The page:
The objective of this science fair project is to compare the ability of different brands of bicycle helmets to absorb shock. The experiment will be carried out by dropping a 3 kg weight on the helmets and measuring the pressure of the impact using a ball and pressure gauge.
A more expensive bicycle helmet will reduce the impact of on the head of its wearer.
Bicycle helmets are part of the protective gear used by cyclist to protect their heads and skulls from injury during a crash or fall. An effective helmet has to be strong, light-weight and be sufficiently ventiled. As cycling is an intensive sport that raises the body temperature, ventilation is important for keeping the head cool.
The original bicycle helmets, which were meant for road cycling and road racing, have an elongated shape and are made of a thin plastic shell and expanded polystyrene (EPS) foam with adequate ventilation. Commuter bicycle helmets, which have a more rounded shape, were introduced more recently. They are also made using a thin plastic shell and EPS foam. In addition, accessories such as blinkers, mirrors and ear flaps can be found on commuter helmets.
During a head-on crash or collision, a force of impact with the colliding object (eg. a tree, vehicle or another rider) will normally be applied to the point of contact between that object and the head of the cyclist. This force may cause serious head injuries and may sometimes even lead to death. However, when a bicycle helmet is worn, the point of contact will be on the outer surface of the helmet. Upon impact, this force is distributed along the inner surface of the helmet. This distribution of force reduces the pressure on the cyclist’s head and will therefore minimize injuries.
Materials required for this science fair project:
- A 2 meter long string
- 1 Giro Indicator bike helmet
- 1 Bell Influx bike helmet
- 1 Giro Ionos bike helmet
- A 3 kg circular weight (~100 mm diameter) with a hole in the middle
- 1 basketball to fit inside the helmet
- 1 air pump
- 1 pressure gauge
- 4 bricks
- 1 chair
- 1 assistant
1. The independent variable in this science fair project is the type of the bicycle helmet used. The dependent variable is the air pressure in the ball when the weight hits the helment, which is determined by measuring the maximum deflection in the air pressure gauge. The constants (control variables) are the height from which the weight was dropped, the mass and size of the weight, the size of the helmet, the size of the ball, and the initial pressure of the ball.
2. Three different brands of bicycle helmets will be used in this experiment. The Giro Indicator bike helmet is the cheapest, the Bell Influx bike helmet is middle-priced, while the Giro Ionos bike helmet is the most expensive.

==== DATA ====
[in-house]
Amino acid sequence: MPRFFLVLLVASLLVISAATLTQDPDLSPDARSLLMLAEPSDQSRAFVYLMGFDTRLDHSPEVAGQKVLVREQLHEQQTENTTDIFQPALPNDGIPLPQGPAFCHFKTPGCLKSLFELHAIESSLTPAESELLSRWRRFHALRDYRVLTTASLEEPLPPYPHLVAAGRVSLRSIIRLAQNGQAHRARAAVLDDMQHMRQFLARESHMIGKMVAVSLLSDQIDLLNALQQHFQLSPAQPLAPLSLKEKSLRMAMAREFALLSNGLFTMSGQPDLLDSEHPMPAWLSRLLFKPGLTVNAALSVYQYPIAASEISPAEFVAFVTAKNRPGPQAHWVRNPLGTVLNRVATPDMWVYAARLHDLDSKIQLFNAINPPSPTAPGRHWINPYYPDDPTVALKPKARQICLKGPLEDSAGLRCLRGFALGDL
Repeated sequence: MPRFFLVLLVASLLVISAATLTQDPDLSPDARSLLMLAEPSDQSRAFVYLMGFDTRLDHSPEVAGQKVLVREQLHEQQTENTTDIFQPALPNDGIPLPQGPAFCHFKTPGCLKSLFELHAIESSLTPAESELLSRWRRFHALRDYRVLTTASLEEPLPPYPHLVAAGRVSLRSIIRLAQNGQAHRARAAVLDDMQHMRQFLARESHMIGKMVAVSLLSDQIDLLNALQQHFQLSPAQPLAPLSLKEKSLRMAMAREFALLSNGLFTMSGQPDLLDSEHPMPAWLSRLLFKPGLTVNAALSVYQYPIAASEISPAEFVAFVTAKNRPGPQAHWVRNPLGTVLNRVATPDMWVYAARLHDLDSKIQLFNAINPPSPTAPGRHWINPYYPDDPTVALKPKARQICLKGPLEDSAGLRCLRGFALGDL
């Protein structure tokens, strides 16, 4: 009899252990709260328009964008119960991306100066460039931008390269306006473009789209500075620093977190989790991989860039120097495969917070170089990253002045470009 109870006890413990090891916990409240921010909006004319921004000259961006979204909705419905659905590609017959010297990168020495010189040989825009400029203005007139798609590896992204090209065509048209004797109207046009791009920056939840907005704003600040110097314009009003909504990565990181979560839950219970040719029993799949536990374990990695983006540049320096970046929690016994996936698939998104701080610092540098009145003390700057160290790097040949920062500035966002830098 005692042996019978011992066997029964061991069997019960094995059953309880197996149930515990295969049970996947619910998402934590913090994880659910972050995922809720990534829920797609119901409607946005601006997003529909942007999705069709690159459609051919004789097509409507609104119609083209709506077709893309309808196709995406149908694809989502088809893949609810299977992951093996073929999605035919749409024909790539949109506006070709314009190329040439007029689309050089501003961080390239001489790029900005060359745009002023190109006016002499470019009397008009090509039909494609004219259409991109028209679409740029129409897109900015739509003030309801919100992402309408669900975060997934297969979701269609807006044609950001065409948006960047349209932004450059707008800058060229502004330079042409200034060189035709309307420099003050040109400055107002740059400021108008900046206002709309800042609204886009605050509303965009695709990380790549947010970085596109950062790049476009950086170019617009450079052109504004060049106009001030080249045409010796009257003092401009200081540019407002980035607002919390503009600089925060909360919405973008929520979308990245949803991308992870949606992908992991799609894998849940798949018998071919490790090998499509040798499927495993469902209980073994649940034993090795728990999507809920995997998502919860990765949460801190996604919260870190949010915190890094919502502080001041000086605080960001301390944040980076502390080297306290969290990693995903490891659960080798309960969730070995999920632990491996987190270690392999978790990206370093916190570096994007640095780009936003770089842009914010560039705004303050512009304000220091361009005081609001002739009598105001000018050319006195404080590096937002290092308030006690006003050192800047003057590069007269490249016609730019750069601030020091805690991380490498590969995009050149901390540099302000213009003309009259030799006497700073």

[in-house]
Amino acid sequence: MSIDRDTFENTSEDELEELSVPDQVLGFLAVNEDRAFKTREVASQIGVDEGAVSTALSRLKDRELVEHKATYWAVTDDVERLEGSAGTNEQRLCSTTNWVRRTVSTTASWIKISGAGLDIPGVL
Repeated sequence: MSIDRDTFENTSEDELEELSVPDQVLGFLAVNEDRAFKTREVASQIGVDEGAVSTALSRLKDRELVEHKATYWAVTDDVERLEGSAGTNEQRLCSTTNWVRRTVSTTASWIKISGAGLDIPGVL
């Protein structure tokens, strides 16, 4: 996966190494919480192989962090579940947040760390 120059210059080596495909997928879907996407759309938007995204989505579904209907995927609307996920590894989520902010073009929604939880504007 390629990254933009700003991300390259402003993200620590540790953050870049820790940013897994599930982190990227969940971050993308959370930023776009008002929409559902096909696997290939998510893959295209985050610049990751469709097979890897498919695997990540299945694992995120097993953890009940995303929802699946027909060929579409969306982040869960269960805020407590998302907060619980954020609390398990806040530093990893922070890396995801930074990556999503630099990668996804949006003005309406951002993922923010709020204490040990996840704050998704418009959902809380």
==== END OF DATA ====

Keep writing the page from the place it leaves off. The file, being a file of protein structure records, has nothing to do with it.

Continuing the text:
3. Arrange the four bricks in a square and leave a small hole in the middle as shown in Figure 1. Pump the basketball to a pressure of 750 mmHg, and place it in the space between the bricks to prevent it from rolling away.
4. Secure the bicycle helmet over the ball as shown in Figure 1. Let the pressure gauge remain connected to the ball so that the increase in pressure can be observed.
5. Instruct the assistant to stand on the chair and hold the string vertically with the bottom end touching the center of the helmet, which will be the point of impact. Insert the tip of the string through the hole in the weight, and release the weight from the 2 meter height ,letting it travel down the string. Observe and record the maximum reading in the air pressure gauge. Repeat the test procedure for five times. Calculate the average reading and record it in the table given below.
6. Perform procedure 5 for all three brands of bicycle helmets. Record the average pressure reading in the table given below.
The reading in the pressure gauge for all three brands of bicycle helmets was observed to be similar when the weight was released. This suggests that the impact of the collision was approximately the same for the basketball, regardless of the brand of bicycle helmet used.
||Effect of different brands of bicycle helmets on the force of impact (mmHg)
|Pressure on ball (mmHg)
Use the graph below to plot the experimental data recorded in the table below.
The experimental data and analyzed results do not support the hypothesis that a more expensive bicycle helmet will reduce the force of impact on a cyclist's head during a collision.
Bicycle helmets are available in many sizes for children, teenagers and adults, and have to be worn correctly to minimize the risk of injuries to the cyclist. Helmets have to be fixed on to the head using the straps provided, and adjusted accordingly to ensure a proper fit.
Try to repeat the science fair project by increasing the height from which the weight was dropped, and try using heavier weights. Perhaps your results will be different? After all, a rider typically weights much more than 3kg. Also, repeat the experiment with different brands and models of helmet.
Bicycle helmet - http://en.wikipedia.org/wiki/Bicycle_helmet
Bicycle helmet types - http://www.bhsi.org/types.htm